She has also written several cookery books, given her signature to a number of spin-off products and opened two restaurants in Las Vegas, one within The Cromwell casino complex called GIADA, as well as Pronto by Giada, inside Caesar’s Palace. A third restaurant, Italian by Giada, opened within the Horseshoe Casino in Baltimore.

De Laurentiis was married for 11 years to fashion designer Todd Thompson but they divorced in 2015. She has a daughter, Jade, who has appeared in some of her TV shows.

She regularly returns to her roots in Rome, where her mother, Veronica, still lives in a house close to the Scalinata di Trinità dei Monti, better known as the Spanish Steps.

The pretty Via Margutta was one of the most fashionable streets in Rome
The pretty Via Margutta was one of the
most fashionable streets in Rome
Travel tip:

Giada De Laurentiis’s mother, Veronica, has a house in the area around Via Margutta, a narrow street situated between Piazza di Spagna and Piazza del Popolo in the Campo Marzio area of Rome.  Originally home to craft workshops and stables, it now hosts many art galleries and fashionable restaurants, having become popular after it was depicted in the 1953 film Roman Holiday, in which Gregory Peck’s character was said to have an apartment in Via Margutta. It became an exclusive neighborhood popular with artists and figures from the movie industry, including actress Giuletta Masina, director Federico Fellini and writers Renato Guttuso and Marina Punturieri.

The Spanish Steps is one of Rome's favourite landmarks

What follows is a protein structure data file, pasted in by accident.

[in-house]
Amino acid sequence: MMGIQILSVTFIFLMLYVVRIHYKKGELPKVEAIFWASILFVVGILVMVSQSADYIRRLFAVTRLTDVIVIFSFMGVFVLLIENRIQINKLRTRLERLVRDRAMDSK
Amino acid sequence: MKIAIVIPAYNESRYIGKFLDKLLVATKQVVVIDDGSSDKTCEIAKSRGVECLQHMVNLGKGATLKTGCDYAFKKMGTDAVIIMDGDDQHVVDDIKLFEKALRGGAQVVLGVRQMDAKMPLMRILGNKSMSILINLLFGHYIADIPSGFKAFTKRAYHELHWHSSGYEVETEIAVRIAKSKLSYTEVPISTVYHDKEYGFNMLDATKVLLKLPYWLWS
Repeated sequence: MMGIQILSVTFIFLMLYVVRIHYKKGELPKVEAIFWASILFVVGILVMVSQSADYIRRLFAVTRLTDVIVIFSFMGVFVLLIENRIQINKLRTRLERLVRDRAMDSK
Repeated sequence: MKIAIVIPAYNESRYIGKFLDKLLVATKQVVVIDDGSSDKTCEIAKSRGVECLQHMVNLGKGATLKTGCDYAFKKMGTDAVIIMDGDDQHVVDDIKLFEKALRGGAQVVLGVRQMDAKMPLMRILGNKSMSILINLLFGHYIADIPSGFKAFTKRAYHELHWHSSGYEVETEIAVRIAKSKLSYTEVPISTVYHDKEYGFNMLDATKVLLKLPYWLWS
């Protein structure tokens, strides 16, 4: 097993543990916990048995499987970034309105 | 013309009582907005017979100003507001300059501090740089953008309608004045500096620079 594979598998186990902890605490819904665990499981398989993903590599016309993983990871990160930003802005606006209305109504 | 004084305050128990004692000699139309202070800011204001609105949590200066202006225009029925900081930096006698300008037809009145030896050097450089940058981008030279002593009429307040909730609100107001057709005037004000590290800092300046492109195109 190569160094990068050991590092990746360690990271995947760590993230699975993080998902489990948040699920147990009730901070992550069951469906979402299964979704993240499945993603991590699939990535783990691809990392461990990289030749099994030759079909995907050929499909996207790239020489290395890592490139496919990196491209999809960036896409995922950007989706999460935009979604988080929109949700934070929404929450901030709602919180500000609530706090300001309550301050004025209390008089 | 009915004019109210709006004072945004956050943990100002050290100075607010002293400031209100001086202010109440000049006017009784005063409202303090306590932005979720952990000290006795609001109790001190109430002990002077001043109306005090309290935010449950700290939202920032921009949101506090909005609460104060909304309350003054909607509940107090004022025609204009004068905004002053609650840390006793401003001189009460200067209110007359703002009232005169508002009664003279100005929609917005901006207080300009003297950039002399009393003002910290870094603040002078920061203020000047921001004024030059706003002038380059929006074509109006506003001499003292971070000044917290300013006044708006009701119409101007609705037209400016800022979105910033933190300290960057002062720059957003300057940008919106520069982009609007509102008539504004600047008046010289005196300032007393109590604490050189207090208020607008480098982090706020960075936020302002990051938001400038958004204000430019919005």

The Spanish Steps is one of
Rome's favourite landmarks
Travel tip:

The Piazza Trinità dei Monti is a square in central Rome adjoining the Renaissance church of the Santissima Trinità dei Monti, at the top of the Scalinata di Trinità dei Monti, better known as the Spanish Steps. During Springtime, just before the anniversary of the foundation of Rome, April 21, part of the steps are covered by pots of azaleas. Recently, the Spanish Steps have included a small cut-flower market. The steps are not a place for eating lunch, the consuming of food there being forbidden by Roman urban regulations, but they are usually crowded with people.

Also on this day:

1599: The death of composer Luca Marenzio, an influence on Monteverdi

1849: Venice fell victim to the first air raid in history when attacking Austrian forces attached bombs to unmanned balloons

1913: The birth of nuclear physicist Bruno Pontecorvo, who defected to the Soviet Union after working in the United States

1914: The death of progressive priest Giacomo Radini-Tedeschi


23 December 2017

Dino Risi – film director

Film comedy director helped launch career of Sophia Loren

Dino Risi won a number of top awards for his work in Italian cinema
Dino Risi won a number of top awards
for his work in Italian cinema
The director Dino Risi, who was regarded as one of the masters of Italian film comedy, was born on this day in 1916 in Milan.

He had a string of hits in the 1950s and 1960s and gave future stars Sophia Loren, Alberto Sordi and Vittorio Gassman opportunities early in their careers.

Risi’s older brother, Fernando, was a cinematographer and his younger brother, Nelo, was a director and writer.

He started his career as an assistant to Mario Soldati and Alberto Lattuada and then began directing his own films.